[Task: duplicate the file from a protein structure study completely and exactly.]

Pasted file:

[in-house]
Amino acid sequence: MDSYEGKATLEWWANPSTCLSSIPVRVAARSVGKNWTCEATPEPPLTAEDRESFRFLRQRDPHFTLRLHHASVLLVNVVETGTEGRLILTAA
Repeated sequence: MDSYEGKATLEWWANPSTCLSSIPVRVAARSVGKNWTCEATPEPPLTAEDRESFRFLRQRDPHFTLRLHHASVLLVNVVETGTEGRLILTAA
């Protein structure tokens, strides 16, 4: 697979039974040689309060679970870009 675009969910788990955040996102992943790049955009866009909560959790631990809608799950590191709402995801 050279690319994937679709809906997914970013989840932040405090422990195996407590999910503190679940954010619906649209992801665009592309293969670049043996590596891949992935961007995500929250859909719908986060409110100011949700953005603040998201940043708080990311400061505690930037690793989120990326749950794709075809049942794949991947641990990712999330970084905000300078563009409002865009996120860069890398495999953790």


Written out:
[in-house]
Amino acid sequence: MDSYEGKATLEWWANPSTCLSSIPVRVAARSVGKNWTCEATPEPPLTAEDRESFRFLRQRDPHFTLRLHHASVLLVNVVETGTEGRLILTAA
Repeated sequence: MDSYEGKATLEWWANPSTCLSSIPVRVAARSVGKNWTCEATPEPPLTAEDRESFRFLRQRDPHFTLRLHHASVLLVNVVETGTEGRLILTAA
């Protein structure tokens, strides 16, 4: 697979039974040689309060679970870009 675009969910788990955040996102992943790049955009866009909560959790631990809608799950590191709402995801 050279690319994937679709809906997914970013989840932040405090422990195996407590999910503190679940954010619906649209992801665009592309293969670049043996590596891949992935961007995500929250859909719908986060409110100011949700953005603040998201940043708080990311400061505690930037690793989120990326749950794709075809049942794949991947641990990712999330970084905000300078563009409002865009996120860069890398495999953790």